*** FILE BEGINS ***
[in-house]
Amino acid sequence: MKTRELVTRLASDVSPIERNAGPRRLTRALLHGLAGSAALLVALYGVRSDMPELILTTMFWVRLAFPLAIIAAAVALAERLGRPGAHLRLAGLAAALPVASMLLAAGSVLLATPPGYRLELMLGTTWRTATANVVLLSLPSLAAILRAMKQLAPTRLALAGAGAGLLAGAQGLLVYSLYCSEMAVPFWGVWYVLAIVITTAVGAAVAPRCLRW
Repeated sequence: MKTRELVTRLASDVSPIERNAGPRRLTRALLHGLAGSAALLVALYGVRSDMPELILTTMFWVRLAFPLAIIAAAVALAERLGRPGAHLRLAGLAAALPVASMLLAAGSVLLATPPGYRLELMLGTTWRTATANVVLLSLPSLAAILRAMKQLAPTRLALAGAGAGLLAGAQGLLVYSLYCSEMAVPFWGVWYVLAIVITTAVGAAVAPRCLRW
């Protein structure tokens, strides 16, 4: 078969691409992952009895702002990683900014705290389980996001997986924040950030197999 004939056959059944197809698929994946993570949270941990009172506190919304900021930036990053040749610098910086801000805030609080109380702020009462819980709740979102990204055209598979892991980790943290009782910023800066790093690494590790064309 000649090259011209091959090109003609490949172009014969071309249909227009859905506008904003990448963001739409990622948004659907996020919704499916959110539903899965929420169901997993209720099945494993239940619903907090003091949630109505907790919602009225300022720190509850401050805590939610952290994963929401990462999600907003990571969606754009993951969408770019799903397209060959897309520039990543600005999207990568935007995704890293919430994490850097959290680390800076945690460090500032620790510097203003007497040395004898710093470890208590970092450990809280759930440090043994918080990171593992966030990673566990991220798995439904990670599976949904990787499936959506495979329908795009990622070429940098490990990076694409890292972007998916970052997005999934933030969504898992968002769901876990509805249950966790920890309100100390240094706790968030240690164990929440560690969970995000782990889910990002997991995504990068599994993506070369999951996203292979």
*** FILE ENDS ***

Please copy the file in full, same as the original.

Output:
[in-house]
Amino acid sequence: MKTRELVTRLASDVSPIERNAGPRRLTRALLHGLAGSAALLVALYGVRSDMPELILTTMFWVRLAFPLAIIAAAVALAERLGRPGAHLRLAGLAAALPVASMLLAAGSVLLATPPGYRLELMLGTTWRTATANVVLLSLPSLAAILRAMKQLAPTRLALAGAGAGLLAGAQGLLVYSLYCSEMAVPFWGVWYVLAIVITTAVGAAVAPRCLRW
Repeated sequence: MKTRELVTRLASDVSPIERNAGPRRLTRALLHGLAGSAALLVALYGVRSDMPELILTTMFWVRLAFPLAIIAAAVALAERLGRPGAHLRLAGLAAALPVASMLLAAGSVLLATPPGYRLELMLGTTWRTATANVVLLSLPSLAAILRAMKQLAPTRLALAGAGAGLLAGAQGLLVYSLYCSEMAVPFWGVWYVLAIVITTAVGAAVAPRCLRW
């Protein structure tokens, strides 16, 4: 078969691409992952009895702002990683900014705290389980996001997986924040950030197999 004939056959059944197809698929994946993570949270941990009172506190919304900021930036990053040749610098910086801000805030609080109380702020009462819980709740979102990204055209598979892991980790943290009782910023800066790093690494590790064309 000649090259011209091959090109003609490949172009014969071309249909227009859905506008904003990448963001739409990622948004659907996020919704499916959110539903899965929420169901997993209720099945494993239940619903907090003091949630109505907790919602009225300022720190509850401050805590939610952290994963929401990462999600907003990571969606754009993951969408770019799903397209060959897309520039990543600005999207990568935007995704890293919430994490850097959290680390800076945690460090500032620790510097203003007497040395004898710093470890208590970092450990809280759930440090043994918080990171593992966030990673566990991220798995439904990670599976949904990787499936959506495979329908795009990622070429940098490990990076694409890292972007998916970052997005999934933030969504898992968002769901876990509805249950966790920890309100100390240094706790968030240690164990929440560690969970995000782990889910990002997991995504990068599994993506070369999951996203292979």